We are unable to say ‘Bees are killed by X, so we should stop X’, and so this critical threat to biodiversity and food security still advances unaddressed. It is clear that additional data and meta analysis are required to isolate the most significant factors, and perhaps we should adopt a precautionary principle and take action to protect, not exploit, our planet’s biodiversity before we reach a point of no return for our overstretched insect workforce.

Employing different data collection techniques over various areas and timescales, a range of scientific studies have produced contrasting results. For example, a study in 2009 [5], making use of historical data, indicated that the global population of bees has actually increased by 45% since the 1960s, but has been outstripped by the fourfold expansion of pollinator-dependent crops. Meanwhile, a recent study of 16% of all managed honeybee colonies in the United States (6) revealed that bee numbers have dropped by 42% in the last year alone, with summer declines greater than those of winter for the very first time. Yet, while these losses seem drastic, they are less extreme than the initial declines ten years ago.

Wild Bees

Most reports of bee decline have focused on the major losses occurring in managed honeybee hives, and the associated impacts on the crops that depend on them. However, an increasing number of studies have also begun to recognize the importance of wild bee species and other pollinators, which can be more than two times as effective as managed colonies. A study published in Science [7] in 2013, based on data from 40 crop types in 600 fields worldwide indicated that these groups of insects, many of which are solitary and depend on natural biodiversity, have also shown a major decline over the last decade, most likely as a result of habitat loss from urban expansion. Further, historical data has revealed [8] that around half of the 109 wild bee species in the United States went extinct during the 20th Century, again linked to the loss of forests.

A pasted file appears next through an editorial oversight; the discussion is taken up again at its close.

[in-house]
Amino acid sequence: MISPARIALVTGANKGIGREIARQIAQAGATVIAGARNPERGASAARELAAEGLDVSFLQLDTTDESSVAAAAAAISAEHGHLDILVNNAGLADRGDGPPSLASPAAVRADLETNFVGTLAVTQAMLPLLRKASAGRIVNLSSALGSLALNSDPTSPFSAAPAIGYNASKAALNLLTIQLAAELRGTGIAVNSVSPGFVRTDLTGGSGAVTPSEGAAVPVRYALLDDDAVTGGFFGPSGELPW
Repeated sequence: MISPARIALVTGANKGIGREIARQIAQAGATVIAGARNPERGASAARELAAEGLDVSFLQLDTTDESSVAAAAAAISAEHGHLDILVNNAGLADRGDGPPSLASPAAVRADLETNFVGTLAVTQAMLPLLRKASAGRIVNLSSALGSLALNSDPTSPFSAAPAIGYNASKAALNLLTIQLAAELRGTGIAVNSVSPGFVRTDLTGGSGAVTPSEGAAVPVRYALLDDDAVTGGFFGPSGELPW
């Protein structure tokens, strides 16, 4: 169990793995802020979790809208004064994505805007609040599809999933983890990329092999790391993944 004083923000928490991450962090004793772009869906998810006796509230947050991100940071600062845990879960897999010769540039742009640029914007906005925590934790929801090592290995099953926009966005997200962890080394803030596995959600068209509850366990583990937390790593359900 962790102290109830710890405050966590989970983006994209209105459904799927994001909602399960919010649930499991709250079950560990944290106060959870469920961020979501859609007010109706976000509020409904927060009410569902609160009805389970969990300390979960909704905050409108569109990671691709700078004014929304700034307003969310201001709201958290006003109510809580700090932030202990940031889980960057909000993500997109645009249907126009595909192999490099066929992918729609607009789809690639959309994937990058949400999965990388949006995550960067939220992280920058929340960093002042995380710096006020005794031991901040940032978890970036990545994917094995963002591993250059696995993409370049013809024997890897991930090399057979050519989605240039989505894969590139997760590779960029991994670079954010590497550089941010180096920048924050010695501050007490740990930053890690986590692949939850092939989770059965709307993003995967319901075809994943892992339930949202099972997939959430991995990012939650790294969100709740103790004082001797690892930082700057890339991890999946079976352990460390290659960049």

In Europe, large solitary bumblebees are among the top pollinators, contributing up to €22 billion to agriculture annually. However, according to the International Union for the Conservation of Nature in 2014 [9] nearly a quarter of Europe’s bumblebees face extinction, and yet still little is known about bumblebee disease. Without the high population density of an enclosed hive, colony collapse disorder is unlikely to have a direct effect, however bee numbers could still be directly linked to climate change, the intensification of agriculture, and changes in farming land uses.

Is it too late?

Studies of bee populations have unequivocally shown a consistent decline over the last decade, regardless of country, species, or crop. With a lack of true understanding of the causes, this loss can be expected to continue, and the long-term effects on natural and agricultural biodiversity are difficult to predict. With the large-scale loss of pollinators, crop yields will drop, leading to the inflation of certain food prices and the outright loss of certain foods. As part of their ‘Share the Buzz’ campaign in 2013, Wholefoods supermarkets removed from their shelves all the products that are dependent on these at-risk pollinators, providing a striking image of the huge impact this decline will have; they removed 52% of their normal product mix [10]. The impacts are not limited to vegetable products, either. Owing to the dependence of the meat and dairy industry on bee-pollinated clover and alfalfa, we risk the loss of beef, milk, and their derivatives from our weekly shop.

But is it too late to save our bees and our bee-dependent lifestyle? What can we do to halt the decline and reverse the effects? Organic farms provide forage as food for bees and generally employ less intensive agricultural methods to prevent the pollinators from being ‘overworked’. But, as prices of organic goods in supermarkets demonstrate, this is an expensive and potentially unsustainable approach to global food production for over seven billion people.

In general, there are difficulties in promoting awareness and action against the loss of pollinators, due to the lack of clear cause and effect. As the bee decline is linked to the complex interaction of multiple factors, there is no definite course of action for policy-makers, while the voting public also crave simple links and simple solutions. We are unable to say ‘Bees are killed by X, so we should stop X’, and so this critical threat to biodiversity and food security still advances unaddressed. It is clear that additional data and meta analysis are required to isolate the most significant factors, and perhaps we should adopt a precautionary principle and take action to protect, not exploit, our planet’s biodiversity before we reach a point of no return for our overstretched insect workforce.